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Memorial Day weekend could soar with 'Hangover,' 'Panda' sequels

'The Hangover Part II' could become the first R-rated comedy to open to more than $100 million. With 'Kung Fu Panda 2' and 'Pirates of the Caribbean' in the mix, this could be the highest-grossing Memorial Day weekend ever.

May 26, 2011|By Amy Kaufman, Los Angeles Times

The release of two sequels — one a lewd comedy for adults, the other an animated film for a family audience — could make this Memorial Day moviegoing weekend the biggest on record.

"The Hangover Part II" and "Kung Fu Panda 2" — both of which open Thursday — should both attract audiences in droves, but there's no doubt that the film about a group of hard-partying dudes will come out on top. The second "Hangover," which this time follows three friends after a crazy night in Bangkok instead of in Las Vegas, could become the first R-rated comedy to open to more than $100 million.

The film's distributor, Warner Bros., is estimating that the sequel will gross $90 million to $100 million over the five-day holiday period. But tracking on the movie is so strong that others in Hollywood who have seen pre-release audience surveys think it will bow with well over $100 million, with estimates ranging from $125 million to as much as $160 million in the U.S. and Canada.

The weekend's other new wide release, the 3-D animated sequel "Kung Fu Panda 2," will probably take in about $75 million, though distributor Paramount Pictures said it expected a slightly more modest opening of $65 million to $70 million over five days.

After disappointing ticket sales in the first few months of the year, the holiday weekend should continue to reverse the downward trend in moviegoing. It's been only in the last few weeks, as studios have begun to release their big summer offerings, that box-office receipts have started to turn around.

If both of the new releases deliver on the high end of expectations — and if holdover "Pirates of the Caribbean: On Stranger Tides" doesn't drop too drastically — this could become the highest-grossing Memorial Day weekend ever. In May 2007, the third "Pirates of the Caribbean" film and the third "Shrek" movie helped to make that four-day holiday weekend the biggest in history, with the top 50 films collectively grossing $254.6 million.

The R-rated second "Hangover" film will surely smash some records of its own. It probably will blow away the record for the biggest opening of an R-rated comedy, which is the $57-million first weekend of "Sex and the City" in 2008.

"The Hangover Part II" was produced by Warner Bros. and Legendary Pictures for about $80 million. Not surprisingly, the raunchy comedy is generating the most interest among young adult males — which could be good for the film, as a number of college students are already on summer break.

The first "Hangover" proved to be a surprise hit when it opened in June 2009 to $45 million and went on to gross $467.5 million worldwide. The newest "Hangover" is opening this weekend in 40 foreign markets, including France, Germany and Australia. It's rare that studios open comedies simultaneously across the world, as American humor doesn't always translate globally.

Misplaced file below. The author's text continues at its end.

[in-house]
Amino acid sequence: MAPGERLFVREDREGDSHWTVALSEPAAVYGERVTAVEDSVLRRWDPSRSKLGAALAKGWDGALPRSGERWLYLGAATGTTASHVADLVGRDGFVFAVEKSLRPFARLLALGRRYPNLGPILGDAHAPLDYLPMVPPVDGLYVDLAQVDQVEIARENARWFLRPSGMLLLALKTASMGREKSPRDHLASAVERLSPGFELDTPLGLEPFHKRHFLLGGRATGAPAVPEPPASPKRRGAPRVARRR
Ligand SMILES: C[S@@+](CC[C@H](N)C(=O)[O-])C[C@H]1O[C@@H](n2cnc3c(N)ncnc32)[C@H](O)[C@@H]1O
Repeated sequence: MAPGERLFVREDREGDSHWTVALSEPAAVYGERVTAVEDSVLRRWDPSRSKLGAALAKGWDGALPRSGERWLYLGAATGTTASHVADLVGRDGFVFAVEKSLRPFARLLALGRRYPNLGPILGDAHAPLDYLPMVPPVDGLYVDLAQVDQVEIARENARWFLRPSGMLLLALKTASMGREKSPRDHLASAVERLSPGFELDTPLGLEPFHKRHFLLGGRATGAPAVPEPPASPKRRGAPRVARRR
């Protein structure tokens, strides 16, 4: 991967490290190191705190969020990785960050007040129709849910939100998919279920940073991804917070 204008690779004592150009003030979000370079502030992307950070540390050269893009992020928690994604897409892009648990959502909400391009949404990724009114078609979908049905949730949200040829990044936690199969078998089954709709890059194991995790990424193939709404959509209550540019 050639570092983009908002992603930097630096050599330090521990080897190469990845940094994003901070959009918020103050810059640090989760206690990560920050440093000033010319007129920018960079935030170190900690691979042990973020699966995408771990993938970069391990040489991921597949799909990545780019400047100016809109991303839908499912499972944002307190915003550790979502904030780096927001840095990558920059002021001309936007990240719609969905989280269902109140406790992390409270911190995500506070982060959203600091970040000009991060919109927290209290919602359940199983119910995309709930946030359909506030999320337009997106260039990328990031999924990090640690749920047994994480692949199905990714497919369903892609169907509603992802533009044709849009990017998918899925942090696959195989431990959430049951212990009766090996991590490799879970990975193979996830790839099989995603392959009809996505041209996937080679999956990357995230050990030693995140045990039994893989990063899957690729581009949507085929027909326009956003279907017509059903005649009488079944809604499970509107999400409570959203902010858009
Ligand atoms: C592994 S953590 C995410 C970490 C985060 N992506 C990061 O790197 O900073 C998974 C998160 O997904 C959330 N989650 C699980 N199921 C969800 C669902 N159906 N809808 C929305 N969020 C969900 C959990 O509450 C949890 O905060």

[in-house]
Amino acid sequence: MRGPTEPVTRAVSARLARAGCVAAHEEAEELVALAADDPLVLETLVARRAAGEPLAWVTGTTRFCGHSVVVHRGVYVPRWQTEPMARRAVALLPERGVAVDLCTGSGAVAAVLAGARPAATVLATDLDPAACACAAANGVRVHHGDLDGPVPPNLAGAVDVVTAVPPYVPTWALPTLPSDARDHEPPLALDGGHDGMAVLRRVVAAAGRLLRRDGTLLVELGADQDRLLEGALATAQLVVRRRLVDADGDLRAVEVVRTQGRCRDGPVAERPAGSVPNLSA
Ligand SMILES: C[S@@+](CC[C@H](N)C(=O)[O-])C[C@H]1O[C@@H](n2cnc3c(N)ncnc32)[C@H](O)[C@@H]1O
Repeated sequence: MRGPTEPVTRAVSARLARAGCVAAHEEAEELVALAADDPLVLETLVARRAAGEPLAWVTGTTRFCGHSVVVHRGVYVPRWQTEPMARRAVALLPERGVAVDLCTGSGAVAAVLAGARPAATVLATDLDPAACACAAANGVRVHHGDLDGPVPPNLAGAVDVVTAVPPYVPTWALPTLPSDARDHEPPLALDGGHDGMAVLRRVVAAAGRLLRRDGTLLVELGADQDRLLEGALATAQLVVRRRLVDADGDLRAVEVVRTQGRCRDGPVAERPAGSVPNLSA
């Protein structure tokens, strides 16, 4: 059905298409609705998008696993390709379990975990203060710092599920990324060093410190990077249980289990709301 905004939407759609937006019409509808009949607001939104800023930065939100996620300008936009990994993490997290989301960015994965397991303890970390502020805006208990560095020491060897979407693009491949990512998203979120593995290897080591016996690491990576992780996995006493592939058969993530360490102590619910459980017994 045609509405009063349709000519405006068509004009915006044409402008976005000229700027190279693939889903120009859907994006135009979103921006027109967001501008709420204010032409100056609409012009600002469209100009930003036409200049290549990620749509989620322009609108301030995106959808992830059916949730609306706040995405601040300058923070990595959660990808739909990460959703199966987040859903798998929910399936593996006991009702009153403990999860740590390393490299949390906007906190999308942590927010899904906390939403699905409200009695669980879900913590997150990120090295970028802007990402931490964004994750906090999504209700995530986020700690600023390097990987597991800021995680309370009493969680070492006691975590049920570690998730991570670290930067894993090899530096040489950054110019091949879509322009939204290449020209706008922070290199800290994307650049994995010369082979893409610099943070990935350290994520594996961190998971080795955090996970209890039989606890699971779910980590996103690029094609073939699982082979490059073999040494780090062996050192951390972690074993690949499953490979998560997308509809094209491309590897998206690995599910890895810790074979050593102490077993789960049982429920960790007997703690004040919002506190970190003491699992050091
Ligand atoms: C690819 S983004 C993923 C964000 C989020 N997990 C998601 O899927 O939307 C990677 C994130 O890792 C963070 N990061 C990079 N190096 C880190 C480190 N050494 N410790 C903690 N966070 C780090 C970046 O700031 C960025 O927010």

"Kung Fu Panda" opened to $60.2 million when it was released in June 2008. If projections are accurate, the new movie will start off with the same amount as — if not less than — the original, which did not have the benefit of 3-D ticket surcharges.

Because the film is targeted at families, it will probably generate most of its business Monday, when kids are out of school and many parents do not have to work.

It's likely that the movie, which DreamWorks Animation produced for about $150 million, will perform better overseas than in North America. "Kung Fu Panda" sold far more tickets abroad, collecting $416.3 million internationally and $215.4 million domestically. The new film, which follows Po the panda as he battles an evil new foe, is opening this week in only a handful of countries, including Russia and South Korea.

In limited release, Fox Searchlight on Friday will open reclusive director Terrence Malick's "Tree of Life" in two theaters in New York and two in Los Angeles. A few days ago, the film, which stars Brad Pitt, won the prestigious Palme d'Or prize at the Cannes Film Festival.

But being named the best feature film at the French event has not translated into box-office success for a number of art-house movies in recent years. Last year's Palme d'Or recipient, "Uncle Boonmee Who Can Recall His Past Lives," grossed only about $160,000 and never expanded beyond six theaters.

In any event, Malick's films have always been more successful critically than commercially. His highest-grossing picture was the 1998 World War II drama "The Thin Red Line," which took in $98.1 million worldwide.

amy.kaufman@latimes.com

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